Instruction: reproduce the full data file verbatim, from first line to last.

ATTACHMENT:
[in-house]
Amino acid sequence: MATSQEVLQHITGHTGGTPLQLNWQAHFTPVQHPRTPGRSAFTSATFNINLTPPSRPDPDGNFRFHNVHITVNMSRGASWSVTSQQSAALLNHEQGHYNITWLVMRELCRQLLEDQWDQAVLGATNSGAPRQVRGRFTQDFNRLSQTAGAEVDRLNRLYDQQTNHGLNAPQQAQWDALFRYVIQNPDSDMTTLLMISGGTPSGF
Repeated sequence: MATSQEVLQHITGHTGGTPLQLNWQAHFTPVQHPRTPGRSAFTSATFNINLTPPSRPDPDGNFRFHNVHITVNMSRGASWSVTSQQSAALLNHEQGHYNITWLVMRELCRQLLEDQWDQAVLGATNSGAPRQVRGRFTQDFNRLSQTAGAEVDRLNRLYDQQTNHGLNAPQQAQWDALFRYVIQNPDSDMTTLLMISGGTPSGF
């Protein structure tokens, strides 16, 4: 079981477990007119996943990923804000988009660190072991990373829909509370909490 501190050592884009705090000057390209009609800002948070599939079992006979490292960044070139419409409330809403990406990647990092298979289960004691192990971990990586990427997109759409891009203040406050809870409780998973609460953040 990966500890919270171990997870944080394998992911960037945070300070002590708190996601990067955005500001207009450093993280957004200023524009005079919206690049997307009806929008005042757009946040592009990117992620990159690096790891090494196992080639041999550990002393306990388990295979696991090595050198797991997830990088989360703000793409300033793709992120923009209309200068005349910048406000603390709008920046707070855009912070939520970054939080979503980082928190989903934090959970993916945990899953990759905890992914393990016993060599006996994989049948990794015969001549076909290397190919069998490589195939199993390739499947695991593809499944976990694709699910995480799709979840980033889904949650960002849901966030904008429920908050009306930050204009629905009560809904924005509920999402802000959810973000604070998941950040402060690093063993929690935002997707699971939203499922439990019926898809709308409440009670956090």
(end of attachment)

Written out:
[in-house]
Amino acid sequence: MATSQEVLQHITGHTGGTPLQLNWQAHFTPVQHPRTPGRSAFTSATFNINLTPPSRPDPDGNFRFHNVHITVNMSRGASWSVTSQQSAALLNHEQGHYNITWLVMRELCRQLLEDQWDQAVLGATNSGAPRQVRGRFTQDFNRLSQTAGAEVDRLNRLYDQQTNHGLNAPQQAQWDALFRYVIQNPDSDMTTLLMISGGTPSGF
Repeated sequence: MATSQEVLQHITGHTGGTPLQLNWQAHFTPVQHPRTPGRSAFTSATFNINLTPPSRPDPDGNFRFHNVHITVNMSRGASWSVTSQQSAALLNHEQGHYNITWLVMRELCRQLLEDQWDQAVLGATNSGAPRQVRGRFTQDFNRLSQTAGAEVDRLNRLYDQQTNHGLNAPQQAQWDALFRYVIQNPDSDMTTLLMISGGTPSGF
């Protein structure tokens, strides 16, 4: 079981477990007119996943990923804000988009660190072991990373829909509370909490 501190050592884009705090000057390209009609800002948070599939079992006979490292960044070139419409409330809403990406990647990092298979289960004691192990971990990586990427997109759409891009203040406050809870409780998973609460953040 990966500890919270171990997870944080394998992911960037945070300070002590708190996601990067955005500001207009450093993280957004200023524009005079919206690049997307009806929008005042757009946040592009990117992620990159690096790891090494196992080639041999550990002393306990388990295979696991090595050198797991997830990088989360703000793409300033793709992120923009209309200068005349910048406000603390709008920046707070855009912070939520970054939080979503980082928190989903934090959970993916945990899953990759905890992914393990016993060599006996994989049948990794015969001549076909290397190919069998490589195939199993390739499947695991593809499944976990694709699910995480799709979840980033889904949650960002849901966030904008429920908050009306930050204009629905009560809904924005509920999402802000959810973000604070998941950040402060690093063993929690935002997707699971939203499922439990019926898809709308409440009670956090």